The former Maruti boss took delight in chiding you for not thinking deeply enough. If he came up with a contrarian thought he’d first seek your views on the subject, only to prove how wrong you were
File photo of Jagdish Khattar (Photo: Bloomeberg)
Maruti’s initial public offering had everything going against it. It came in 2003, at a time when the Sensex had fallen to 3,300, more than 30 per cent below the highs of three years ago. The company’s historic financial loss of 2000-01 was still fresh in memory. The needle between the two primary shareholders, the Government of Ondia and Japan’s Suzuki, was still sharp, though neither had broken the tenuous truce reached a few years ago. Maruti’s sales had been declining for three years. Incredible as it would seem now, the ‘expert’ view was that big cars were the future for India.
Jagdish Khattar, the managing director of Maruti, took it upon himself to take the bears by the scruffs of their necks. He coerced analysts into visiting Maruti’s factory in Gurgaon to help them think out of their books and charts. For many of them, it was their first visit to a car factory. Maruti’s shining shop floors, modern technologies, and knowledgeable managers presented a picture starkly different from the image of a stolid company the analysts carried.
At roadshows, Khattar began with asking a rhetorical question, “Why am I here?”. Maruti was not selling its shares, the government was, and the proceeds would go into the government’s coffers, not into the company to spur its growth. Suzuki was underwriting the issue. So, he need not have woken at five in the morning to join a teleconference. He was there, Khattar said, because India’s growth story would turn sour if the IPO failed. That story was teeming with small cars, which were going to dominate the car industry in the years to come, given India’s contexts of income, usage, and mindset. Instead of numbers, Khattar talked about the India story. Everywhere he went, he carried a picture of a family of four on a scooter enviously eyeing another family in a Maruti 800. To add to Khattar’s picture, disinvestment minister Arun Shourie and Suzuki’s big boss O Suzuki attended roadshows and made significant promises. Gradually, the tide of intangibles turned and the IPO became a resounding success.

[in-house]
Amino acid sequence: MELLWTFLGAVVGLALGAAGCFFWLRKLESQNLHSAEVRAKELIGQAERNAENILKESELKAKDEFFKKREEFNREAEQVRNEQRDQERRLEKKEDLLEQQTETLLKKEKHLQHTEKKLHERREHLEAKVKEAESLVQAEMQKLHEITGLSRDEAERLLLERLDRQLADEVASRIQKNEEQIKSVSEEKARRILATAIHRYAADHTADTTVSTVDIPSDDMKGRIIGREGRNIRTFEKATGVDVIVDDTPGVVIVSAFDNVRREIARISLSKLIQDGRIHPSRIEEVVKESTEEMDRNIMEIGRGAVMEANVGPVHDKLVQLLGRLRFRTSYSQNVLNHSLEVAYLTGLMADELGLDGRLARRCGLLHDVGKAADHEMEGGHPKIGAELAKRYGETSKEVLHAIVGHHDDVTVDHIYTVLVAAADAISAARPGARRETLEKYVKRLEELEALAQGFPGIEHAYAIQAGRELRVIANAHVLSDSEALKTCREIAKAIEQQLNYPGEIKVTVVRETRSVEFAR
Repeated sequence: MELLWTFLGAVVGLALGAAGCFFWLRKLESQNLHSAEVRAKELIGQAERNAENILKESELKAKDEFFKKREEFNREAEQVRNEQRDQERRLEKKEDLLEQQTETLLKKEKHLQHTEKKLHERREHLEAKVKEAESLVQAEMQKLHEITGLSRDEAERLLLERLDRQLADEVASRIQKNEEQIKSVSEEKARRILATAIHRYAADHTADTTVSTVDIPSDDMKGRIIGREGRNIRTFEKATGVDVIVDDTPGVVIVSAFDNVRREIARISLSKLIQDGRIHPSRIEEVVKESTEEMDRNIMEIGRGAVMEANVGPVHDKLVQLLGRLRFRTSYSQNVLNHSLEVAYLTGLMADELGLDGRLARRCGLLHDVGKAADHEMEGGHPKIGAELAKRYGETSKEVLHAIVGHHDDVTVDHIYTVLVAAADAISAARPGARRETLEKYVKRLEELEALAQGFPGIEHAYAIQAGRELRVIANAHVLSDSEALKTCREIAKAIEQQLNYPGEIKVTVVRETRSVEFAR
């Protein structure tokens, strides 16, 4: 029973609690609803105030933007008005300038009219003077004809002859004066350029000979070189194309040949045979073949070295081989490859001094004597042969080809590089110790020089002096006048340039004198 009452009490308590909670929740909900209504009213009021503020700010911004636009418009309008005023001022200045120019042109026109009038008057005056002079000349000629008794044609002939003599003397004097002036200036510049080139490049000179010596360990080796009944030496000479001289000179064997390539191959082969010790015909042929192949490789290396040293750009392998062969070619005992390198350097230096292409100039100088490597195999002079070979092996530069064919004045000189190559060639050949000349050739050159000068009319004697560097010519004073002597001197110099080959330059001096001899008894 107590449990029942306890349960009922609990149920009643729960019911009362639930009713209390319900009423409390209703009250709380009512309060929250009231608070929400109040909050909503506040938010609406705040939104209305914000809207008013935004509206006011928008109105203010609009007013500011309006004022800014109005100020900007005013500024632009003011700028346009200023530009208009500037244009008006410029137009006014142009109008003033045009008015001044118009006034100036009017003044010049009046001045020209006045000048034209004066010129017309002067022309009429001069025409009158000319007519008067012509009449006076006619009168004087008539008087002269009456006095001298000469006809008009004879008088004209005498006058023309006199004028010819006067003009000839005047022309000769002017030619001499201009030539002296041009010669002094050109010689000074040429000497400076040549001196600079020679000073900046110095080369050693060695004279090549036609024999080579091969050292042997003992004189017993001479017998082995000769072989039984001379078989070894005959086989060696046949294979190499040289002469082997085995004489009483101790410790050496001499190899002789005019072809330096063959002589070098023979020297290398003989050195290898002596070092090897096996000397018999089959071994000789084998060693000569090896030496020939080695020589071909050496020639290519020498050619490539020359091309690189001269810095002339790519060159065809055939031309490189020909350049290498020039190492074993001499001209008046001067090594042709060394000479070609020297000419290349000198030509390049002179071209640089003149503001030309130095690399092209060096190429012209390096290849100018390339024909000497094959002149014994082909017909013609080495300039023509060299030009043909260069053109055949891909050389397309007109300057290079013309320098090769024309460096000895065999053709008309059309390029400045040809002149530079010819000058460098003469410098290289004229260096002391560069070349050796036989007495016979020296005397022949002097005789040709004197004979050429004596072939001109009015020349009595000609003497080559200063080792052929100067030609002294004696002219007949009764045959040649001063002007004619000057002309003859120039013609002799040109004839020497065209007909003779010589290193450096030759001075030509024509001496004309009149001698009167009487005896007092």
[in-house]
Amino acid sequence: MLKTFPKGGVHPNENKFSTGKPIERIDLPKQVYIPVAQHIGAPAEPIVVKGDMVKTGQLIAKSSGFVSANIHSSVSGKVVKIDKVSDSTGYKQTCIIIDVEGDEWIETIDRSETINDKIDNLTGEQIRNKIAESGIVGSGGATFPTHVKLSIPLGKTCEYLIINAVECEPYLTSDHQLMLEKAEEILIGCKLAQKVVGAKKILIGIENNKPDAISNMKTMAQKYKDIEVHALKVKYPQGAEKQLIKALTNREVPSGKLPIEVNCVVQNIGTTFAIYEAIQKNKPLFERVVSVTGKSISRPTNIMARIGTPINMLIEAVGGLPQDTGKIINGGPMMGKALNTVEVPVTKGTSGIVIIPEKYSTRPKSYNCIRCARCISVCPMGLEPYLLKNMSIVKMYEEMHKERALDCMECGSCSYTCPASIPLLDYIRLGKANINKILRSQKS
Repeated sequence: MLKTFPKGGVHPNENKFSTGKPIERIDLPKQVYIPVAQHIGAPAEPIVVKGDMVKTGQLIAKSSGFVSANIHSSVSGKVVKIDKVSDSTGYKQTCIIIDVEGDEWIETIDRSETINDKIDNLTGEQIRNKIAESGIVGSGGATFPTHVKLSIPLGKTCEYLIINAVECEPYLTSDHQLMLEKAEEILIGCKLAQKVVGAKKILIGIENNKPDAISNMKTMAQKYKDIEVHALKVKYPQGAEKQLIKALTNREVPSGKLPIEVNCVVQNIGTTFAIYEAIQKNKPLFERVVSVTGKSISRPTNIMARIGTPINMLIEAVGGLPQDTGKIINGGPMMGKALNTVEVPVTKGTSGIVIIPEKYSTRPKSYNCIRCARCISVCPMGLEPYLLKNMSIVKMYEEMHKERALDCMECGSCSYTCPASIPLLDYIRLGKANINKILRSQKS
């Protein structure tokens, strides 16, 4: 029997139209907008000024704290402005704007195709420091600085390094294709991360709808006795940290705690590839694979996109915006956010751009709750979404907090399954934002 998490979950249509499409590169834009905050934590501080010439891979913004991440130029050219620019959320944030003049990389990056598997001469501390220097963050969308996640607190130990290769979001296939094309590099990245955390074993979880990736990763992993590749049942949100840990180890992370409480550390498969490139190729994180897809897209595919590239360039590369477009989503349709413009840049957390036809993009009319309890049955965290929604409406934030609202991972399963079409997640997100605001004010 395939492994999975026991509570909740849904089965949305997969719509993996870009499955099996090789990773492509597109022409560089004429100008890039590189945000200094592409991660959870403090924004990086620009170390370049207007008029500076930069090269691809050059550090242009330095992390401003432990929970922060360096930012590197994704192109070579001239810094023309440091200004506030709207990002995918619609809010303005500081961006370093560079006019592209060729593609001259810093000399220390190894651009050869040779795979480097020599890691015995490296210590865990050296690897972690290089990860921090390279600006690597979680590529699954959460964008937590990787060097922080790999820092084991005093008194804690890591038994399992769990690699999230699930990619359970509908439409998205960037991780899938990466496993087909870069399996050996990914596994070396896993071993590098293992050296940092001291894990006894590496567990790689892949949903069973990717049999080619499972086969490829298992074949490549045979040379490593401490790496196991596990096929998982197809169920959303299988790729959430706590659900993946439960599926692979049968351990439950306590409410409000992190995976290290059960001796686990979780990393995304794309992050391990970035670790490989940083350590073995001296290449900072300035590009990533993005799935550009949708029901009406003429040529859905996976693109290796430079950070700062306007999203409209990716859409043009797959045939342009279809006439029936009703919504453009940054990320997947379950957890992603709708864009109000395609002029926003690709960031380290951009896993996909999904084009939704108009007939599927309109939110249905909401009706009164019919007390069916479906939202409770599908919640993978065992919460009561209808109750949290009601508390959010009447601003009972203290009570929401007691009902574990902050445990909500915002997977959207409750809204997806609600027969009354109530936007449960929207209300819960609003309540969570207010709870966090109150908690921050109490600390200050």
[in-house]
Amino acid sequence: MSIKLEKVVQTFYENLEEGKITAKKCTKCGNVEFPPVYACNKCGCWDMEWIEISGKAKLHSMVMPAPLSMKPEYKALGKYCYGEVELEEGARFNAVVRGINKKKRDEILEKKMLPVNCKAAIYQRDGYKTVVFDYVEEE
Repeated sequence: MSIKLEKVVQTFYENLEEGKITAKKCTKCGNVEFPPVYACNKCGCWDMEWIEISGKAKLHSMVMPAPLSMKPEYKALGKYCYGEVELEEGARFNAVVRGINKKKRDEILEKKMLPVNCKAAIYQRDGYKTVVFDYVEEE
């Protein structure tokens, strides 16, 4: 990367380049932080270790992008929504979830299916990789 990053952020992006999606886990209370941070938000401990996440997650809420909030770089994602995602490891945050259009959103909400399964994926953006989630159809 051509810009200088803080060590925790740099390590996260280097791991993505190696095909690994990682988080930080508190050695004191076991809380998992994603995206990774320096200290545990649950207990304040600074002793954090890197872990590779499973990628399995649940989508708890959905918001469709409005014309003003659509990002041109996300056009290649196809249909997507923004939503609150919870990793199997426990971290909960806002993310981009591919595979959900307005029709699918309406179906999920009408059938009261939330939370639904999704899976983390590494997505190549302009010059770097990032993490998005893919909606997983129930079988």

Heads of car companies are known by the models they launch. Khattar launched several. Most notably, the Swift and its sister, Dzire, remade Maruti into their own image as modern, peppy, and cheery little cars. But Khattar would have been the first to say that he did not deserve all the credit for his cars. A lot of the product development was driven by the Suzuki people.
But Khattar, first as the head of marketing and later as the Managing Director, fought bigger battles than those in the market. He withstood a withering labour strike, which had strong political elements, and won. He created a nationwide footprint for Maruti’s sale and marketing network in 2006, delegating power to regional offices, in anticipation of a growth wave which was to come later. When the government and Suzuki fought aprolonged court battle for control, with Khattar’s appointment as MD being the eye of the storm, he conducted himself in a way so impeccable that eventually he found acceptance with both the stakeholders.
That was remarkable for a man with no background in corporate management. He was a 1965-batch IAS officer who was one of the first to move into the corporate sector and rise to the top. In this, he would be second only to R C Bhargava, who brought Khattar into Maruti.
For a big match player, Khattar could be a handful to deal with on a day-to-day basis. He could be finicky and fussy. Conversations with him would be interspersed with pauses so long that you would wonder if the session had ended. But when he spoke, it was great fun. Nobody could connect with people across cultures and age groups like he did, without being patronising. He really listened.
But not at all times. One of his favourites things was to chide you for not thinking deeply enough. If he came up with a contrarian thought – which he often did — he liked to first ask you your views on the subject, only to prove how wrong you were.
For instance, on a day like today, when he has moved on to another world, Khattar would have liked to ask: “What do you think happens after death?”
As you began to mumble an answer seeped in the traditional beliefs about the Great Beyond, he would stop you in your tracks. “I expected better from you,” he would say, in the mildest of rebukes, and go on to explain life after death.
His theory would sound contrarian, a term he was fond of. But, as he explained it, it would appear to be so obviously true you would soon be kicking yourself for not coming up with it yourself.
This imaginary conversation would ring true to the people who knew him, liked him, and admired him. And they are a legion.
Suveen is a writer who co-authored Driven, Jagdish Khattar’s memoirs, published by Penguin in 2013